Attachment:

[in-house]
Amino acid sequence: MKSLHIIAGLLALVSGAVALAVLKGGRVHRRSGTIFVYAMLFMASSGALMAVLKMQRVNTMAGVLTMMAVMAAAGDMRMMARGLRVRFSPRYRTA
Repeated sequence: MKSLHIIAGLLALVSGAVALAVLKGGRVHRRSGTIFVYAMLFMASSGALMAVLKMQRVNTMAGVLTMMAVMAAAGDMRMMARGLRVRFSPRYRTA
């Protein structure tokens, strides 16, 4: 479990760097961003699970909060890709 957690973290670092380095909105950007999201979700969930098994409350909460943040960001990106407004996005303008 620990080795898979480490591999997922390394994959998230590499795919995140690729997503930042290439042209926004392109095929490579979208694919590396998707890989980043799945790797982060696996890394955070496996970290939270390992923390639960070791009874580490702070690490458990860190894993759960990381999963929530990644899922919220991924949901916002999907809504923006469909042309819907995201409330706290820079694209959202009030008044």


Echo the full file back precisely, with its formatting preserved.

[in-house]
Amino acid sequence: MKSLHIIAGLLALVSGAVALAVLKGGRVHRRSGTIFVYAMLFMASSGALMAVLKMQRVNTMAGVLTMMAVMAAAGDMRMMARGLRVRFSPRYRTA
Repeated sequence: MKSLHIIAGLLALVSGAVALAVLKGGRVHRRSGTIFVYAMLFMASSGALMAVLKMQRVNTMAGVLTMMAVMAAAGDMRMMARGLRVRFSPRYRTA
């Protein structure tokens, strides 16, 4: 479990760097961003699970909060890709 957690973290670092380095909105950007999201979700969930098994409350909460943040960001990106407004996005303008 620990080795898979480490591999997922390394994959998230590499795919995140690729997503930042290439042209926004392109095929490579979208694919590396998707890989980043799945790797982060696996890394955070496996970290939270390992923390639960070791009874580490702070690490458990860190894993759960990381999963929530990644899922919220991924949901916002999907809504923006469909042309819907995201409330706290820079694209959202009030008044």